Dan Reiland The Pastor's Coach – Developing Church Leaders

One of the best investments of your time is to intentionally break away from your routine.

A well-executed staff planning retreat can become a turning point for you and your church.

It can feel difficult to break away from the demands of ministry, but it’s necessary and highly valuable.

There are many styles, formats and places for a retreat. But I recommend you keep it simple. It’s good to get “out of town” but not so far that it makes the trip complicated and overly expensive, because you are then less likely to go again.

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The foundation of any building is the most critical element. The foundation is what everything rests upon.

Your home likely has a foundation consisting of a continuous concrete footing, foundation walls of poured concrete and a concrete floor slab. Other components from soil compaction to waterproofing are crucial.

If any of these things are faulty, no matter how beautiful your home is above the foundation, you can experience major problems.

Leadership development is similar because the foundation is essential to the process and the outcomes. What is underneath the surface makes all the difference.

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In the last post, I wrote about a 2-Word Coaching Tool that works incredibly well. That post also introduces a brief look at the differences between coaches and mentors.

In today’s post, I’m listing the differences between coaches and mentors in more detail, and then cover six big-picture traits that are true of both.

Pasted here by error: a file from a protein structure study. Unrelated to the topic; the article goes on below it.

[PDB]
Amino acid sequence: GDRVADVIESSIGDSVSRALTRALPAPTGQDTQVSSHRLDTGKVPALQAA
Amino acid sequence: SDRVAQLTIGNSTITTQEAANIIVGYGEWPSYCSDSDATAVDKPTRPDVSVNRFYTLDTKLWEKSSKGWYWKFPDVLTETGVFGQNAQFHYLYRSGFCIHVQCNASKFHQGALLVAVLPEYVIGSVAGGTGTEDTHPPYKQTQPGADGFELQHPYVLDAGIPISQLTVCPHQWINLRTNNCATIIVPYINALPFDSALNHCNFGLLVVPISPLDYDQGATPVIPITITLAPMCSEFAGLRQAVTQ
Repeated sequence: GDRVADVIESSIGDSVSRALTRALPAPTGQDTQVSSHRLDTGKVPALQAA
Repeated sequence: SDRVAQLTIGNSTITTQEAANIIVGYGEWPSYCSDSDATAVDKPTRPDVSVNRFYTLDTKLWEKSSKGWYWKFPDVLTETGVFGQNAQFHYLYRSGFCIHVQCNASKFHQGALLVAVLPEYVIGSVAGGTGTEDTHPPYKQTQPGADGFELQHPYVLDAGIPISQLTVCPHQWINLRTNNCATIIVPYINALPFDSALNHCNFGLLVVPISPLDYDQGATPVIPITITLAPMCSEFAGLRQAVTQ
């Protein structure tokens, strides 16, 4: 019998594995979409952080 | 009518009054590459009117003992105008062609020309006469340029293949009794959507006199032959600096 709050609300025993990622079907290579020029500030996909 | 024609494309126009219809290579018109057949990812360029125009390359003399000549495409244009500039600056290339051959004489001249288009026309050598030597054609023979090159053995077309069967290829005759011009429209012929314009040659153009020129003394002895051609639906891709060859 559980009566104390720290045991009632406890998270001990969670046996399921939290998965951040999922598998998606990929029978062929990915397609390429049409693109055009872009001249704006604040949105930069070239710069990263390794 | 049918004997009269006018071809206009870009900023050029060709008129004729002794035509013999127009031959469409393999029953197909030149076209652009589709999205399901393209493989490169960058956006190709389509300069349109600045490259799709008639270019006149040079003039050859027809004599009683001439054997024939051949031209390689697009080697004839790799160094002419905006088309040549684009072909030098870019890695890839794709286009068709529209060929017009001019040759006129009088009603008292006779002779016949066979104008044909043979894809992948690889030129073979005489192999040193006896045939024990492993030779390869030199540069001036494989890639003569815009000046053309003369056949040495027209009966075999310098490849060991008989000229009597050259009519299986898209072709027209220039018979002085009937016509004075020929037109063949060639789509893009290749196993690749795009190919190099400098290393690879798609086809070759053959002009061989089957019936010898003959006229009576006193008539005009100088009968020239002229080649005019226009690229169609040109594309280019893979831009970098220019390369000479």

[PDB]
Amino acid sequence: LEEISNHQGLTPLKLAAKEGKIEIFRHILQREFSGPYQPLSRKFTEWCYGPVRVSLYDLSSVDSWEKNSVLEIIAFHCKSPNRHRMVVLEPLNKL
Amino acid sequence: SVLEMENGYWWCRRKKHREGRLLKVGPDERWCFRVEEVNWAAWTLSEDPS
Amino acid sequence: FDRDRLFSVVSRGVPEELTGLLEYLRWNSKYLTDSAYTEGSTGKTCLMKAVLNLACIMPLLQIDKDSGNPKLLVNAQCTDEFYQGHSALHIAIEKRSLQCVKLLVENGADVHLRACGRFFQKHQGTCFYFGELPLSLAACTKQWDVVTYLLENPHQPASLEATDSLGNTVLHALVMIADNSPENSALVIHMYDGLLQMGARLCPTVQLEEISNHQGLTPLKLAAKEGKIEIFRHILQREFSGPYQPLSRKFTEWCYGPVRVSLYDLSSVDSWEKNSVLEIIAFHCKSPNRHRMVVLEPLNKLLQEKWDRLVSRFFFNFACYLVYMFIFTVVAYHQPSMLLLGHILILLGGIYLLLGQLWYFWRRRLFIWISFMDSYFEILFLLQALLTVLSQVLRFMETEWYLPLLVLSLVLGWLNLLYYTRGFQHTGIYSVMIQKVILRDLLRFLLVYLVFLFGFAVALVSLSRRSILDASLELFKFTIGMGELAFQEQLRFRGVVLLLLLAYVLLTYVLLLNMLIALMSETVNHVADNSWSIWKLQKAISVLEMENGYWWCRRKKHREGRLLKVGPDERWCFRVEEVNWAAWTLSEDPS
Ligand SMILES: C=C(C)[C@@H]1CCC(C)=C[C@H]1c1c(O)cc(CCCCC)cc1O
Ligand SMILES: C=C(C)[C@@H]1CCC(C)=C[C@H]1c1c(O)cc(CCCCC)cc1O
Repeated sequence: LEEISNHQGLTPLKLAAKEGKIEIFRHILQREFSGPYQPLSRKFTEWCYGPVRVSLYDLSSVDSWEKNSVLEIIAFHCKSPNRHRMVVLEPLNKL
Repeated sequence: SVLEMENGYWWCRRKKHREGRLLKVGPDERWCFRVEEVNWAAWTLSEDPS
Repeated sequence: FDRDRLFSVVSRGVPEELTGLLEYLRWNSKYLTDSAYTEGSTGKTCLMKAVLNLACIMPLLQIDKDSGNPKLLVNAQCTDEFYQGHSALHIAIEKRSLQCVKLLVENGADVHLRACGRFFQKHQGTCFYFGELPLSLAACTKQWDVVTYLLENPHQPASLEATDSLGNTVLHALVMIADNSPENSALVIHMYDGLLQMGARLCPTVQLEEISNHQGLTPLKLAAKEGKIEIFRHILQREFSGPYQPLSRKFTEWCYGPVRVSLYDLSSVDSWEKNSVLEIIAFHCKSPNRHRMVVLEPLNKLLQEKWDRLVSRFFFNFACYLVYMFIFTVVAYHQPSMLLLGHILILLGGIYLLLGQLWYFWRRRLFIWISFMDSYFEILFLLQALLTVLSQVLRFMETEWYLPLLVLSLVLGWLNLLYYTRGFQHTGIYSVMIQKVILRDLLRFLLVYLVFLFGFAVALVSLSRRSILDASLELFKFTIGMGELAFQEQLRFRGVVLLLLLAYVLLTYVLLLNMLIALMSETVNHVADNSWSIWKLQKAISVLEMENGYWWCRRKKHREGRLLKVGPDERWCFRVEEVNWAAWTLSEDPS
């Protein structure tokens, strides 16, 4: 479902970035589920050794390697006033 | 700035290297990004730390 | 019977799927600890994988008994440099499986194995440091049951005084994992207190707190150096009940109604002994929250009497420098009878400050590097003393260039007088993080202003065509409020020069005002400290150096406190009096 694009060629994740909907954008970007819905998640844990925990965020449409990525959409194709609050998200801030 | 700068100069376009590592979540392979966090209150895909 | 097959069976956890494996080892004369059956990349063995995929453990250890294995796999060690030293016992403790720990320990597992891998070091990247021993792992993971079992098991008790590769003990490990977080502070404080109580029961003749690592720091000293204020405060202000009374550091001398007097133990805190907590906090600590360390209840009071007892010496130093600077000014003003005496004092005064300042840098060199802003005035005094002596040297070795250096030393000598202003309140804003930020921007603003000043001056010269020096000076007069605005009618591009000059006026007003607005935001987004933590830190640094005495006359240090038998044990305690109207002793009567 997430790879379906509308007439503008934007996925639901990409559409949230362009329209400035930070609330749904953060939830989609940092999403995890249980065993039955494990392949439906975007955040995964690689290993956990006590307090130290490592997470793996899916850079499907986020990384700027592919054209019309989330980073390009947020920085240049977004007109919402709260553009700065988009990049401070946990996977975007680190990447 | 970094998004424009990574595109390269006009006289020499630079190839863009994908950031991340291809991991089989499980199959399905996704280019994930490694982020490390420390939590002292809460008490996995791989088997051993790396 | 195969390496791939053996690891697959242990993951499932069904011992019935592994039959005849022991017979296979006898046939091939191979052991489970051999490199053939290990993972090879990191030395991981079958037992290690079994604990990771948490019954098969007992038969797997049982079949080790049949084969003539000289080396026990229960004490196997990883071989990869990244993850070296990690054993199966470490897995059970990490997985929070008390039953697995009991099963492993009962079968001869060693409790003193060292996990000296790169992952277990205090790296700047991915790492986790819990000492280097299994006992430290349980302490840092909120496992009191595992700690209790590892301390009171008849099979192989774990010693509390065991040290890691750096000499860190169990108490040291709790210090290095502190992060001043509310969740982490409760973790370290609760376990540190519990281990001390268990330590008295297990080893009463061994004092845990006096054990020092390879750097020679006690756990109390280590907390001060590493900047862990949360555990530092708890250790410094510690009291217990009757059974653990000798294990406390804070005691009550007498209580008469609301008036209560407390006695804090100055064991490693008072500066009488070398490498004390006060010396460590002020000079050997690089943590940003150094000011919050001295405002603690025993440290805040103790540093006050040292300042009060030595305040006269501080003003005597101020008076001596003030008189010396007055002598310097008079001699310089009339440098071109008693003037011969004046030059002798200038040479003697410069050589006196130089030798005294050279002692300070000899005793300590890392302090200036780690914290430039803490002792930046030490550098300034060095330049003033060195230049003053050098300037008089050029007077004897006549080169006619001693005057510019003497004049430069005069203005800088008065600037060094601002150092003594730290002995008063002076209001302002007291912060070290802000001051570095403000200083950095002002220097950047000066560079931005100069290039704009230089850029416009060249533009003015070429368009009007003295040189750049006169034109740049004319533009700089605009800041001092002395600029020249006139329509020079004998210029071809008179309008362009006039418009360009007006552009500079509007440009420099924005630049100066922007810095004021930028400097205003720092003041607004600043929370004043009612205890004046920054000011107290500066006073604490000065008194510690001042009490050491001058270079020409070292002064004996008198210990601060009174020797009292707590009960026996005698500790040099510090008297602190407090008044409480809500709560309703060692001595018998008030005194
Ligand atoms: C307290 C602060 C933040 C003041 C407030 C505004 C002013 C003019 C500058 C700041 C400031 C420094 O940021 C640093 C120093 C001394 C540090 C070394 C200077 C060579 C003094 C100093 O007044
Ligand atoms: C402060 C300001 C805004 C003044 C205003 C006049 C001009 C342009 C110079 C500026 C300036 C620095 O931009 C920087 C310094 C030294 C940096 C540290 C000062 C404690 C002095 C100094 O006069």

As leaders, we are shaped, even “imprinted,” by the model of training that impacted us the most.

For example, all five of the men who poured into me were more mentors than coaches. They were all good at coaching for sure, but they were mentors by nature. That has a lot to do with why I lean toward mentoring, even though I do a lot of coaching as well.

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Coaching leaders is one of the things about ministry that I love most. Great coaching is a truly transformational process and contributes significantly toward greater Kingdom impact.

For me, the relationships themselves are personally gratifying. It’s rewarding to have coaching and mentoring relationships also become friendships, and I love seeing my friends succeed.

For context, there is a slight difference between coaching and mentoring, and of course they overlap.

Coaching tends to be more of a week to week or month to month ongoing process, focused on more immediate results, with someone who is a regular part of your life. Investment from a great mentor may only take place once or twice a year, can be from a distance, and usually focuses in on the bigger picture and long term.

Great coaches (and mentors) ask great questions.

The questions are often unique and focused on the individual. But good coaches also have favorite “go to” questions that are helpful every time. I’ve been using one that focuses on two words for at least twenty-five years.

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